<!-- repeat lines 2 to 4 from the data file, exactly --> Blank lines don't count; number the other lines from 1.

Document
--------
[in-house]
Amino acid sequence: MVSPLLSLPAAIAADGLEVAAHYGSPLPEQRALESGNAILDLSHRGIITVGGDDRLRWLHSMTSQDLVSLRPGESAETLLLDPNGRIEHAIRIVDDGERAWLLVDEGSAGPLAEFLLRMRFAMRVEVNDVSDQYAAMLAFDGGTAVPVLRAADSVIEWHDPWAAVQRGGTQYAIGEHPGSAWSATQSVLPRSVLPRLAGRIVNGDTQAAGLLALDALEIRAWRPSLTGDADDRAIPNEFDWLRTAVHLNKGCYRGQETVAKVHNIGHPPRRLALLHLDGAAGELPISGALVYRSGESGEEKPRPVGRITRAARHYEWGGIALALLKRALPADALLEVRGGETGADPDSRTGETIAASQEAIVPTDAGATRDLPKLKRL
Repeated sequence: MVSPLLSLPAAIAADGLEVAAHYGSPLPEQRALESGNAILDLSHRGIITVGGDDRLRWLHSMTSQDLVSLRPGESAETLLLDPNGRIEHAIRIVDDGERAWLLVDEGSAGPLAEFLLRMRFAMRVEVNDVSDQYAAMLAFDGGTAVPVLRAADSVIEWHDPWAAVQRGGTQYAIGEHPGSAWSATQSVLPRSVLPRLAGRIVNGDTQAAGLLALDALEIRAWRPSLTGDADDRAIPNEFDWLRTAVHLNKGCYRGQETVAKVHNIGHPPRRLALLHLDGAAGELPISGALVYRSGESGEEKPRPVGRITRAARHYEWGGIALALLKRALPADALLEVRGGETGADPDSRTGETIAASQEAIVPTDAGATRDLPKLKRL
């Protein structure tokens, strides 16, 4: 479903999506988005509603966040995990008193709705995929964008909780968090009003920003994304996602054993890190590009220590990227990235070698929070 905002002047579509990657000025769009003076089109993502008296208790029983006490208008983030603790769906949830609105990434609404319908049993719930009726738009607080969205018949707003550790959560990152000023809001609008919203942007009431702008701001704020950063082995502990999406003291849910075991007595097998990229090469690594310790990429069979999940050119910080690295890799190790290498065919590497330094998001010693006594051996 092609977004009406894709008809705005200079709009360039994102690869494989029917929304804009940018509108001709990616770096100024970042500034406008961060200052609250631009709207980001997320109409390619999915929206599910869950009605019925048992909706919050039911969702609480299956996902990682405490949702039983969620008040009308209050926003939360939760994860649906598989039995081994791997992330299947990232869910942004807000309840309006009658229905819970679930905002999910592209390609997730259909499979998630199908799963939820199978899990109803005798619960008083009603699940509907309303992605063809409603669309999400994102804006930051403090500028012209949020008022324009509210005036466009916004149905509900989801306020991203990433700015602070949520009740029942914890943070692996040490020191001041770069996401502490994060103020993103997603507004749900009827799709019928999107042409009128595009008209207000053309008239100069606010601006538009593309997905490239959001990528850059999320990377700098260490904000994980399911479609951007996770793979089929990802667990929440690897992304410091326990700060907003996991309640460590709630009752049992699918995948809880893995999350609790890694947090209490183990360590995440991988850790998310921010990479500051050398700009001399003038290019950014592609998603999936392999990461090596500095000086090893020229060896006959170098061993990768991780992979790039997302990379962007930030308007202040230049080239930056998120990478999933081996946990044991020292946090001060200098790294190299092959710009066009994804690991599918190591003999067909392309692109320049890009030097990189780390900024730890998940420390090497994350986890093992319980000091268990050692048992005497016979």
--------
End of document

Amino acid sequence: MVSPLLSLPAAIAADGLEVAAHYGSPLPEQRALESGNAILDLSHRGIITVGGDDRLRWLHSMTSQDLVSLRPGESAETLLLDPNGRIEHAIRIVDDGERAWLLVDEGSAGPLAEFLLRMRFAMRVEVNDVSDQYAAMLAFDGGTAVPVLRAADSVIEWHDPWAAVQRGGTQYAIGEHPGSAWSATQSVLPRSVLPRLAGRIVNGDTQAAGLLALDALEIRAWRPSLTGDADDRAIPNEFDWLRTAVHLNKGCYRGQETVAKVHNIGHPPRRLALLHLDGAAGELPISGALVYRSGESGEEKPRPVGRITRAARHYEWGGIALALLKRALPADALLEVRGGETGADPDSRTGETIAASQEAIVPTDAGATRDLPKLKRL
Repeated sequence: MVSPLLSLPAAIAADGLEVAAHYGSPLPEQRALESGNAILDLSHRGIITVGGDDRLRWLHSMTSQDLVSLRPGESAETLLLDPNGRIEHAIRIVDDGERAWLLVDEGSAGPLAEFLLRMRFAMRVEVNDVSDQYAAMLAFDGGTAVPVLRAADSVIEWHDPWAAVQRGGTQYAIGEHPGSAWSATQSVLPRSVLPRLAGRIVNGDTQAAGLLALDALEIRAWRPSLTGDADDRAIPNEFDWLRTAVHLNKGCYRGQETVAKVHNIGHPPRRLALLHLDGAAGELPISGALVYRSGESGEEKPRPVGRITRAARHYEWGGIALALLKRALPADALLEVRGGETGADPDSRTGETIAASQEAIVPTDAGATRDLPKLKRL
């Protein structure tokens, strides 16, 4: 479903999506988005509603966040995990008193709705995929964008909780968090009003920003994304996602054993890190590009220590990227990235070698929070 905002002047579509990657000025769009003076089109993502008296208790029983006490208008983030603790769906949830609105990434609404319908049993719930009726738009607080969205018949707003550790959560990152000023809001609008919203942007009431702008701001704020950063082995502990999406003291849910075991007595097998990229090469690594310790990429069979999940050119910080690295890799190790290498065919590497330094998001010693006594051996 092609977004009406894709008809705005200079709009360039994102690869494989029917929304804009940018509108001709990616770096100024970042500034406008961060200052609250631009709207980001997320109409390619999915929206599910869950009605019925048992909706919050039911969702609480299956996902990682405490949702039983969620008040009308209050926003939360939760994860649906598989039995081994791997992330299947990232869910942004807000309840309006009658229905819970679930905002999910592209390609997730259909499979998630199908799963939820199978899990109803005798619960008083009603699940509907309303992605063809409603669309999400994102804006930051403090500028012209949020008022324009509210005036466009916004149905509900989801306020991203990433700015602070949520009740029942914890943070692996040490020191001041770069996401502490994060103020993103997603507004749900009827799709019928999107042409009128595009008209207000053309008239100069606010601006538009593309997905490239959001990528850059999320990377700098260490904000994980399911479609951007996770793979089929990802667990929440690897992304410091326990700060907003996991309640460590709630009752049992699918995948809880893995999350609790890694947090209490183990360590995440991988850790998310921010990479500051050398700009001399003038290019950014592609998603999936392999990461090596500095000086090893020229060896006959170098061993990768991780992979790039997302990379962007930030308007202040230049080239930056998120990478999933081996946990044991020292946090001060200098790294190299092959710009066009994804690991599918190591003999067909392309692109320049890009030097990189780390900024730890998940420390090497994350986890093992319980000091268990050692048992005497016979």